If you are using a travel agent or booking a group trip, chat with the operator before you go to see if they have any additional information. Also, find out what the procedures and steps to take are in the event that something does happen and you need to reach them urgently.
Register with STEP
I have written about registering with STEP, the Safe Traveler Enrollment Program, created by the State Department. I try to register with them whenever I leave the country so that if something happens or a threat is imminent, then they know where I am and can reach out to me. Read more here.
Have resources and money to get out
This is a big one. Folks, why are people out here traveling these international streets broke? I went on a trip with people who barely had money to eat and pay for accommodations, and had to rely on paychecks coming through while on vacation. I couldn’t help but thinking: If there was an emergency, how the hell are they going to get out? Or even simpler, if they missed a flight, how would they pay for another flight out? If I can help it, I won’t be traveling with people who are that hard up for money again. Always have room on a credit card or a nice chunk of change in your bank account in case you need to suddenly get home.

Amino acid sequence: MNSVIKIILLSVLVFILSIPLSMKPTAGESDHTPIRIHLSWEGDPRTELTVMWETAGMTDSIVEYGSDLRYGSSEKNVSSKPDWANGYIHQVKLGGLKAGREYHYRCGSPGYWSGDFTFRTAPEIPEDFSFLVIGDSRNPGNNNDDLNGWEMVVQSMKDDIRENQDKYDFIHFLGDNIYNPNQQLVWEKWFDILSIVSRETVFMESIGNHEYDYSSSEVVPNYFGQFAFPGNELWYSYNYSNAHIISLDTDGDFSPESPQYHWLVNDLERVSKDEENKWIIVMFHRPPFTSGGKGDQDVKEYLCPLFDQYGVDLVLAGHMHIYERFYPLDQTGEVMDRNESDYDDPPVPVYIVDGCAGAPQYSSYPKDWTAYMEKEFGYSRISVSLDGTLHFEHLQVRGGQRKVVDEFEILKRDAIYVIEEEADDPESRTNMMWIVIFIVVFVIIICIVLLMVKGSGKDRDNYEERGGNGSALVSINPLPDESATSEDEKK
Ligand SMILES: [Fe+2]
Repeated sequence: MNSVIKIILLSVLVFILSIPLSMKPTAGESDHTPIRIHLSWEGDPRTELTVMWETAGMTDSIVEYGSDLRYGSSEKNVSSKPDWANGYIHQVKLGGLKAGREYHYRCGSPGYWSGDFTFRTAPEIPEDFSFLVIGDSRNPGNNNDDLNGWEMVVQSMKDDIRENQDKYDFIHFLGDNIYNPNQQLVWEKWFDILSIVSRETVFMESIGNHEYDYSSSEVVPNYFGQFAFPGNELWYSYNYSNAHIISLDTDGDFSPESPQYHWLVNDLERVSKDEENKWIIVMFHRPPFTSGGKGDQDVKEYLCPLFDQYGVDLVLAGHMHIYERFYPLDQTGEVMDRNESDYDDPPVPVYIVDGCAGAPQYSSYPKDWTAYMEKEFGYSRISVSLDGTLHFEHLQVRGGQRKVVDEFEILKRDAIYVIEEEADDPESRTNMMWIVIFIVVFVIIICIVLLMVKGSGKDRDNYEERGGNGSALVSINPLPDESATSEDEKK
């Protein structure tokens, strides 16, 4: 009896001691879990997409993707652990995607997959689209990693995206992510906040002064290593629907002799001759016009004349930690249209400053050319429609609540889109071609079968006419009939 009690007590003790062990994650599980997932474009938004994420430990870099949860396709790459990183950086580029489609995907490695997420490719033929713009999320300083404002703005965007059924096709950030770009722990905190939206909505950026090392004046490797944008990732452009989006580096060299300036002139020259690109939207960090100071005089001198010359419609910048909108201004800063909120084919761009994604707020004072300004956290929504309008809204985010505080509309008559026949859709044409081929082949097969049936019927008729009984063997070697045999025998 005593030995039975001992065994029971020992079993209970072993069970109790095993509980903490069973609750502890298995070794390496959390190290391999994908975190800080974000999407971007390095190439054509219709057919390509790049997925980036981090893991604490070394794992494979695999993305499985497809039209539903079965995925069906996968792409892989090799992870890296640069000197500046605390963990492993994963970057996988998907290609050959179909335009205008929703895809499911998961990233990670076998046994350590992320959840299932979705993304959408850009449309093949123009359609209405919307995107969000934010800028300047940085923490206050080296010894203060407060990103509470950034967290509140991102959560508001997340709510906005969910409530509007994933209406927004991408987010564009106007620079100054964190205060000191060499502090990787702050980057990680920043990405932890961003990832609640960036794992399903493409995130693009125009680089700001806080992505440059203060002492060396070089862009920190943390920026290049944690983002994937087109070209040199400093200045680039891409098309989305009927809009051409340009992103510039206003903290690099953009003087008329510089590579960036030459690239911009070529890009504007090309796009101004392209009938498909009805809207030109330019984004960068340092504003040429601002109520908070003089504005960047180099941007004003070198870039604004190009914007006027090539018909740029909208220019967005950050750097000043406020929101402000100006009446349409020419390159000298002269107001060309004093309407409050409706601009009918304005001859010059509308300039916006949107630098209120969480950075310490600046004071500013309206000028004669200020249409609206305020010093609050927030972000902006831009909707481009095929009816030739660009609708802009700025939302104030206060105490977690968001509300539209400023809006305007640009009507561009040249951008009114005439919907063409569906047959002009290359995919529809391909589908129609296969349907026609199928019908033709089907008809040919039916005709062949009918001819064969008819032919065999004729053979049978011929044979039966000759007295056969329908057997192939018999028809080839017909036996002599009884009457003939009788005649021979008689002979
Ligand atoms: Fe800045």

Update your apps and check your email
Many times, your airline will try to contact you by email or by the phone app to alert you of potential issues. Make sure you have up-to-date versions, and good connection to be checking.
Send several people your full itinerary and make copies
If I am going somewhere with the potential to not have great wifi or phone connection, I always make sure to print out confirmations. But I also make, before every trip, that I email my itinerary to family and close friends so they know my flights, location, hotel, and other pertinent information. This can be helpful if you need someone to attempt to get you on a flight out if you are having trouble yourself, or just need a second person making calls.
Traveling to a natural disaster area
These are just a few things you should do as preparation before you embark on a trip to a destination that may be prone to natural disasters. Traveling to a natural disaster area requires preparation. Remember, better safe than sorry.